Then there are those other, more intangible problems.

Within a very short time, the Harcourts start to suspect they are not alone here. Whose is the spectral female form they occasionally glimpse in the house? Who is the rather unpleasant old man Ollie several times encounters in the nearby country lane and yet whom no-one in the nearby village seems to know? Why is there a brooding atmosphere in this place when it should be so idyllic? And if all this isn’t bad enough, the fear stakes are upped dramatically when the family starts to have problems with their social media: strange figures appear on computer screens; bizarre and eerie messages are left via email, the origins of which are untraceable. Whatever the entity is that haunts this place – because it rapidly becomes clear that this is what they are dealing with here, a haunting – it is soon infesting their laptops, iPhones and other electrical devices.

These contacts are increasingly less pleasant, until eventually they become downright hostile, progressively more callous and damaging acts accompanying them.

Whatever walks in Cold Hill House, it is not some dim and distant memory of a life lived long ago, it is a thinking, sentient being, and quite clearly it isn’t interested merely in distressing and alarming the Harcourts so much as in tormenting, torturing and ultimately destroying them …

I love haunted house books. The bar for me was first set with The Haunting of Hill House by Shirley Jackson back in 1959, and raised even higher – in terms of pure terror, if not literary merit – by Jay Anson’s The Amityville Horror in 1977. Both these books were particularly intriguing as haunted house stories went, because they presented us with nightmarish supernatural entities, mysterious, unknown beings hell-bent not just on scaring the innocents who had fallen into their clutches, but on terrorising them to death and beyond. As such, The House on Cold Hill was a real surprise for me, as I mainly know Peter James as a writer of superb crime thrillers. But this latest novel of his follows in the ‘Hill House’ tradition and adds comfortably to the canon.

All the author’s usual strengths are on display here. It is slickly and expertly written, which makes for a fast and easy read. The scene is set perfectly; you can picture the ornate but crumbling façade of the venerable old structure; you can smell the dank and stagnant air in its secret upper rooms; the rolling Sussex landscape is sumptuously present.

His characters, while not exactly oddballs, are not your regular heroes – they all have flaws (and very quickly and very cleverly the evil force seeks to gain leverage through these). Ollie Harcourt is the main protagonist, though he’s in some ways a rather effete and ineffectual figure – his initial response to the haunting is to try and shrug it off, in effect hoping that it goes away of its own volition. But it’s important to understand his plight. He has sunk every penny he’s got into this project; and when it suddenly seems like a bad idea it’s too late for him to do anything – certain readers’ complaints that he should just have upped sticks and left simply don’t ring true. Likewise, he is dealing with something utterly beyond his ken. Ollie is your archetypical forty-something ‘Middle England’ guy. He’s never encountered anything horrific in his life, let alone anything paranormal. He is completely steeped in the contemporary world with its huge complexity of electronic gadgets and virtual superhighways – and when all this turns against him, in the most unconventional way, his scientific mind is unable to process it.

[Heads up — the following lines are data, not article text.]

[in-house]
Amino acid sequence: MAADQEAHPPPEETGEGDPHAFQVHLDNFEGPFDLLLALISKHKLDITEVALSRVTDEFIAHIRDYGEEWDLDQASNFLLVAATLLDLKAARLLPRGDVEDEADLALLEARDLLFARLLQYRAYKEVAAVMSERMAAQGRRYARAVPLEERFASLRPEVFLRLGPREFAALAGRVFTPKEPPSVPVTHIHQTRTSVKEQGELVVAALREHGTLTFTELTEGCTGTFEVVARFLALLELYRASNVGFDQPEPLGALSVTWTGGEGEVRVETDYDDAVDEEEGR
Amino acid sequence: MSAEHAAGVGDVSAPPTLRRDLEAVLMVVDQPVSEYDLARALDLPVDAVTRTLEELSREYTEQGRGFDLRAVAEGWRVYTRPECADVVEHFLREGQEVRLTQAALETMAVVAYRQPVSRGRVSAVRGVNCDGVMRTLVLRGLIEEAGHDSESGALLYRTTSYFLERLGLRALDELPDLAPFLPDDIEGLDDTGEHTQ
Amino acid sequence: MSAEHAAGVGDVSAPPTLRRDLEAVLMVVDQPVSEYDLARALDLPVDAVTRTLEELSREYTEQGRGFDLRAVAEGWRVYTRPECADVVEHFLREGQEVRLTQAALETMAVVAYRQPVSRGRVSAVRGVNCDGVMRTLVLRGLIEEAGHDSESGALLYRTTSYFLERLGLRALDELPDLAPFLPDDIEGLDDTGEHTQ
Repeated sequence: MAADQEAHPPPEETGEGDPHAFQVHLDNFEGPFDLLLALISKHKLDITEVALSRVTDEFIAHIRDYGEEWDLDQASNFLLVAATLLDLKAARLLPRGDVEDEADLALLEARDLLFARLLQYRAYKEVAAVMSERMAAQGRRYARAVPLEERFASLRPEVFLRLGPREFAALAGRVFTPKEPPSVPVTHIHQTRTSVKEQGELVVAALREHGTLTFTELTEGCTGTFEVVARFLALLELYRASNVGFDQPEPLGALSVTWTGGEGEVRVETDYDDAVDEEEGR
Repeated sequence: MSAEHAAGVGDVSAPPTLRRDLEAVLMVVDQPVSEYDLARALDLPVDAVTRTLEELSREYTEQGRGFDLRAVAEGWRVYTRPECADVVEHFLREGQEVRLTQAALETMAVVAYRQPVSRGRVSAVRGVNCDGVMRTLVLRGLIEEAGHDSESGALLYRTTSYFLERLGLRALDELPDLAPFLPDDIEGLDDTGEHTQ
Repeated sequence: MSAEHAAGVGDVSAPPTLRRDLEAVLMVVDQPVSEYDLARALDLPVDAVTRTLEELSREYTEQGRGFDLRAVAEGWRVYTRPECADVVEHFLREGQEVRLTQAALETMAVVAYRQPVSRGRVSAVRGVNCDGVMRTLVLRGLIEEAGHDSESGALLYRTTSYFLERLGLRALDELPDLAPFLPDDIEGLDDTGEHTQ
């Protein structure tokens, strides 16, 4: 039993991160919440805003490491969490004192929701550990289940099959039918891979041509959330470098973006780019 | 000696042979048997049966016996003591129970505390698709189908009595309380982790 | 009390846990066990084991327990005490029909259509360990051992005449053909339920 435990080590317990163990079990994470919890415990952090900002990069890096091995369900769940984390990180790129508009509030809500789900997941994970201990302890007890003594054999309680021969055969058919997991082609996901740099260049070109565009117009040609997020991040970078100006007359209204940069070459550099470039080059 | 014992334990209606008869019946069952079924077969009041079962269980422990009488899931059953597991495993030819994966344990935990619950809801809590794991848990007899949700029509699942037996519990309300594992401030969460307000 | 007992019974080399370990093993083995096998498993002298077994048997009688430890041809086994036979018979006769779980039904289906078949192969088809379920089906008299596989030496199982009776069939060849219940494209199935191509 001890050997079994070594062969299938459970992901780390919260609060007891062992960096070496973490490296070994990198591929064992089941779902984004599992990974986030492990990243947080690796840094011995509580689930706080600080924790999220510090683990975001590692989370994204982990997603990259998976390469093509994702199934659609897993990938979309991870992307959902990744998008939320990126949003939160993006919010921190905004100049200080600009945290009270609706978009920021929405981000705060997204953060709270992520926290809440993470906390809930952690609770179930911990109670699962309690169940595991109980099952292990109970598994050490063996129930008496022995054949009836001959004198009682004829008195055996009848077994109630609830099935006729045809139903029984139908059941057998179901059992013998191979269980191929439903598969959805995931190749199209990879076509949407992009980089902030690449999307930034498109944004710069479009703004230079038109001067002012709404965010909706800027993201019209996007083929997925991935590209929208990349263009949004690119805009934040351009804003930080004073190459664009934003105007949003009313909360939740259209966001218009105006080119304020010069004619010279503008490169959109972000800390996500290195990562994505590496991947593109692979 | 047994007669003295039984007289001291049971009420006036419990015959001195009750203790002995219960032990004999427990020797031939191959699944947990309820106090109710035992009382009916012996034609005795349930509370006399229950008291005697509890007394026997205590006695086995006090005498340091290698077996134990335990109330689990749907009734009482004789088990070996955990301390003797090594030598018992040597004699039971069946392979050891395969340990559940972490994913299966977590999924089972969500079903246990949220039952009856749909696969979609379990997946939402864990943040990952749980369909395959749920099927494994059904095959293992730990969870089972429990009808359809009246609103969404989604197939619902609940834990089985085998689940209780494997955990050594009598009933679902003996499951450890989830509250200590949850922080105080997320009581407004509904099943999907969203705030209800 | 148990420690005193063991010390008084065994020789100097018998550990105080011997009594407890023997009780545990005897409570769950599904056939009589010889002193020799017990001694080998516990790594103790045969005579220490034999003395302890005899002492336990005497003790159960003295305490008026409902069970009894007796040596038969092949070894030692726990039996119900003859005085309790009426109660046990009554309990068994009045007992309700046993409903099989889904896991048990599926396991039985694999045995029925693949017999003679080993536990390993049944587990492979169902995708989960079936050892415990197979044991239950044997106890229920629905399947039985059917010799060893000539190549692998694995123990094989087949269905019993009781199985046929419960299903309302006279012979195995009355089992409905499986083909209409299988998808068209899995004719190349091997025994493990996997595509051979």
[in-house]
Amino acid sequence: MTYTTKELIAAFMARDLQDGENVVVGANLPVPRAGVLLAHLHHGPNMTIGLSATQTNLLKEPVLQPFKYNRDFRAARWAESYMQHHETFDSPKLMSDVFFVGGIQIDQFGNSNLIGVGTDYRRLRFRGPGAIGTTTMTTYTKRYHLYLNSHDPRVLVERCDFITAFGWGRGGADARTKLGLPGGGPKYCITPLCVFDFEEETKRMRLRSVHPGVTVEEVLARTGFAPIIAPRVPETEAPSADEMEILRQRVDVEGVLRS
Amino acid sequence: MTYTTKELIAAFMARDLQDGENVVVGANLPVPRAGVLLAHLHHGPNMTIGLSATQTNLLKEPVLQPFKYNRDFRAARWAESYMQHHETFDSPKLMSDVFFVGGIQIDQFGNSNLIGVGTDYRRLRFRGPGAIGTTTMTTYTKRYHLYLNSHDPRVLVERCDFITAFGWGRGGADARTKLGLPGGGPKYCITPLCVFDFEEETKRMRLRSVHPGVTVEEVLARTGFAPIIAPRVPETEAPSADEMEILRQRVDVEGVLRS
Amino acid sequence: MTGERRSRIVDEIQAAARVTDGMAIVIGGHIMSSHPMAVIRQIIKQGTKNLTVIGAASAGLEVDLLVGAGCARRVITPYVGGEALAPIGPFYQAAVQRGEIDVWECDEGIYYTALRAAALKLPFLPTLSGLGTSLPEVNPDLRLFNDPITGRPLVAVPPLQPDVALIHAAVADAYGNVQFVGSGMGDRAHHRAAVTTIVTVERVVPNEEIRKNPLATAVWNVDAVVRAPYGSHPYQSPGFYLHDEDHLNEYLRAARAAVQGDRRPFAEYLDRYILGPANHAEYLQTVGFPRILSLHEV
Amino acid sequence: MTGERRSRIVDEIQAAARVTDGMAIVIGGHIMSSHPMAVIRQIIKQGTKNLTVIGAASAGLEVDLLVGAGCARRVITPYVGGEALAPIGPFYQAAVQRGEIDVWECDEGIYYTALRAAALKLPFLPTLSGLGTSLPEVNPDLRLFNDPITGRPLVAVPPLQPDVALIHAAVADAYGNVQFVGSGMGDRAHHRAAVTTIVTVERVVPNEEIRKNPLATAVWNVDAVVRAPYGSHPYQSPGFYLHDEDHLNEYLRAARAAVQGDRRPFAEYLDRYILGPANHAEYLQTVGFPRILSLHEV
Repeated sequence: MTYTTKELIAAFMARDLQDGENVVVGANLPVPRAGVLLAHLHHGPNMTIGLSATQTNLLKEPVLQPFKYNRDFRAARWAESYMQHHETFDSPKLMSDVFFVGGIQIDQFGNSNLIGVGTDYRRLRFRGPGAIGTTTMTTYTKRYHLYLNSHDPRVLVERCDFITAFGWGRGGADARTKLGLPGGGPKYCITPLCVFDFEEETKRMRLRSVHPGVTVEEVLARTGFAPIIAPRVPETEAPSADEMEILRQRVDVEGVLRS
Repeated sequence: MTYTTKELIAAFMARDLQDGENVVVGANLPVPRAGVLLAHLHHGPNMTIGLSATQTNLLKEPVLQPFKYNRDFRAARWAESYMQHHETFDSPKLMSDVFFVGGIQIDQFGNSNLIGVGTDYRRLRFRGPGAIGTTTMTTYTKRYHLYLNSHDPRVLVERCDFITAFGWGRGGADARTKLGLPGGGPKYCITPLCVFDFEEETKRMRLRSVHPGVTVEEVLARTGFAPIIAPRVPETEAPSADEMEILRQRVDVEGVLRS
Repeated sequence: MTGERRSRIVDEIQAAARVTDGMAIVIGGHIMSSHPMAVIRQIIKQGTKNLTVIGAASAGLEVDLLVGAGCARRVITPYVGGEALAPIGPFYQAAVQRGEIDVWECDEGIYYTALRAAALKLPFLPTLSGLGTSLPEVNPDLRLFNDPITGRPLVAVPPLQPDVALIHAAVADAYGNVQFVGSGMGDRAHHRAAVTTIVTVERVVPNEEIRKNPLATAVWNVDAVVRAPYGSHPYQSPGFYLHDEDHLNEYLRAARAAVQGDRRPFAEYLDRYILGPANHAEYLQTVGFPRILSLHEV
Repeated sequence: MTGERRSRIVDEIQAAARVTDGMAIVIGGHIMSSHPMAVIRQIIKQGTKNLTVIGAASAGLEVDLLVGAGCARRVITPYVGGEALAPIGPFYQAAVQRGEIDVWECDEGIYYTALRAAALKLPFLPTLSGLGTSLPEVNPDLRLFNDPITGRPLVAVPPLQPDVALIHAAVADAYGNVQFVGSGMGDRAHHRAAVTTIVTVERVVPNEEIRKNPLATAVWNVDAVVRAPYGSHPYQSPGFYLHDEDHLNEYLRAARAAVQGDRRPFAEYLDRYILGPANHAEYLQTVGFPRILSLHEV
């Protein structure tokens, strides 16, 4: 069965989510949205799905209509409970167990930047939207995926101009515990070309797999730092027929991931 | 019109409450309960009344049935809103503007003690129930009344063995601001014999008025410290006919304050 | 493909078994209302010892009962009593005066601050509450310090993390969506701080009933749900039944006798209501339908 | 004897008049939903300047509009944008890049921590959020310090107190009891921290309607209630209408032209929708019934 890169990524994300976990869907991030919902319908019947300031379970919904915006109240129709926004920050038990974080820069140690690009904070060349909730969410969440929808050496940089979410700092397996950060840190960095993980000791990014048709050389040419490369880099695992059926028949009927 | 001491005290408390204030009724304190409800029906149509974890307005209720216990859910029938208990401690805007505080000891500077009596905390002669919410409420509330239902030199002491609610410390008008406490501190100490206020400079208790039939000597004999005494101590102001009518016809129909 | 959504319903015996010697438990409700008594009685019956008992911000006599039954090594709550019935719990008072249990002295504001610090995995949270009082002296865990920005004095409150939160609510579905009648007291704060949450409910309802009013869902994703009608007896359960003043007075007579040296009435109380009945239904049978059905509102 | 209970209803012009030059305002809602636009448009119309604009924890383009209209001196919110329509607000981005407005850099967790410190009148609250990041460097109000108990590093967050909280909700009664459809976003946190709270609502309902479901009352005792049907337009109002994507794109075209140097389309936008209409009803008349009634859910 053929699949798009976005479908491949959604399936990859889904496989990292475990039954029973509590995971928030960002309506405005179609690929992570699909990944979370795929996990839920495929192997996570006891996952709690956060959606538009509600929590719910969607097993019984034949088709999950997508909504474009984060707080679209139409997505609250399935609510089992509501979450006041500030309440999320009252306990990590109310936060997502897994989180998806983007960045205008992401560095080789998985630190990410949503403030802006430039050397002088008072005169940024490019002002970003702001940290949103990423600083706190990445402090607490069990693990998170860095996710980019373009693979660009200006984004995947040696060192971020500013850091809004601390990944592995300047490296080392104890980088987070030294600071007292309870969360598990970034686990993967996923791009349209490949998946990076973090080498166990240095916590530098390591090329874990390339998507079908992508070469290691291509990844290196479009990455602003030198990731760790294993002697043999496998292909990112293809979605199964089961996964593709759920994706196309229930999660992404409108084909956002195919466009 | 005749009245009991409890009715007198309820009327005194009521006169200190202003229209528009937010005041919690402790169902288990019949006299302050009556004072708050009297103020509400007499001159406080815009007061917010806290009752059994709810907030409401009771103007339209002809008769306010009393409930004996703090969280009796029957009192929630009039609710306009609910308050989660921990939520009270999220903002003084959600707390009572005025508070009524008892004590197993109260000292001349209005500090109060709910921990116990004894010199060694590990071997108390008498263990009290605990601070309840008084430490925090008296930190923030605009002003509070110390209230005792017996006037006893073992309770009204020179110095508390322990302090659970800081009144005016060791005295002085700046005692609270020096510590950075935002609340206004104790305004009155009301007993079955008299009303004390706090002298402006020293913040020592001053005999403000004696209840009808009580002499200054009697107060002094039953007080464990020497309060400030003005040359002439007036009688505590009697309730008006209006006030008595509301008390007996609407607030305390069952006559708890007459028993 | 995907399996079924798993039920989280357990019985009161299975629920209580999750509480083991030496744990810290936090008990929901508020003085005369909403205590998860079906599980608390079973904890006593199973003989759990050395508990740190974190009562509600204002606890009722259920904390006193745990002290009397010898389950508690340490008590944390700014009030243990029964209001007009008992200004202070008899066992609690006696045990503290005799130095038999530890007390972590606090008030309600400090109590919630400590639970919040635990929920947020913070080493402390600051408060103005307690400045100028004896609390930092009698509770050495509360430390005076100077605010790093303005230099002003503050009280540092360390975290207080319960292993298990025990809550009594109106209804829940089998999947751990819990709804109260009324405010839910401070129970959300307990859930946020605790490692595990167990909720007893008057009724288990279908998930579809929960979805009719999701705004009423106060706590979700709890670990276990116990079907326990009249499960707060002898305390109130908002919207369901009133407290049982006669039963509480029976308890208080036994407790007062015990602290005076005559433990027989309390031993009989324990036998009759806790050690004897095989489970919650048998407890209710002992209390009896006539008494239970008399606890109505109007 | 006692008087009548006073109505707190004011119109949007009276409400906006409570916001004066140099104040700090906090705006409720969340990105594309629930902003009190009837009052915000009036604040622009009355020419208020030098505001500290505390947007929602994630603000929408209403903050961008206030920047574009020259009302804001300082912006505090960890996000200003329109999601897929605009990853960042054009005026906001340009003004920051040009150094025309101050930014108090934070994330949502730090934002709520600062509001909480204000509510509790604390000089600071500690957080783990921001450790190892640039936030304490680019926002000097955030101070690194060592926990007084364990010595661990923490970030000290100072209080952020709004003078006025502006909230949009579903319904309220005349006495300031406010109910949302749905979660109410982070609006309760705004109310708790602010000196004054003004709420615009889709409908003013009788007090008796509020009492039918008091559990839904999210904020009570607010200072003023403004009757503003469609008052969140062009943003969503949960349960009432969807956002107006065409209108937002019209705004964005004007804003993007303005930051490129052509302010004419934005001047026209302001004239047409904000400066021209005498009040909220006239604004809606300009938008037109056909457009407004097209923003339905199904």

Which brings me onto another interesting aspect of the book.

Some reviewers have criticised The House on Cold Hill for not doing anything particularly new with the haunted house milieu. But the supernatural infestation of the online media is something I’ve never seen done before, at least not this effectively. It goes even further than that. Despite the overarching supernatural atmosphere, science is never far away in this book. In fact, this is the first horror novel I’ve read in which the author seeks and explores a genuine scientific explanation for the existence of ghosts. And you know, it’s all pretty plausible. I’ll not give anything away, but Peter James has definitely done his homework. There is one scene in which Ollie Harcourt mulls over the situation with a physicist friend of his, and you can easily picture the author himself, a well-known and very thorough researcher, having exactly the same conversation with someone similarly qualified.

It also helps with the mood and authenticity that Peter James is personally experienced in this kind of scenario, as the lonely edifice at Cold Hill is apparently based on a real house he himself lived in once, and where he apparently had a less-than-comfortable time (though presumably he didn’t experience anything like the horrors on show here – I doubt he’d have emerged sane if he had).

All of this adds up to The House on Cold Hill being a neat little ‘old school’ chiller. It’s no ground-breaker in horror terms, but it’s a good, absorbing read, which, being fairly low on gore – certainly compared to the Roy Grace books – is unlikely to make you scream, but is guaranteed to creep you out repeatedly as you rustle through its traditionalist, doom-laden pages.

As usual – just for the fun of it – here are my picks for who should play the leads if The House on Cold Hill ever makes it to the movie or TV screen.

Ollie Harcourt – Rupert Penry-Jones
Caro Harcourt – Anna Friel

by Peter James (2015)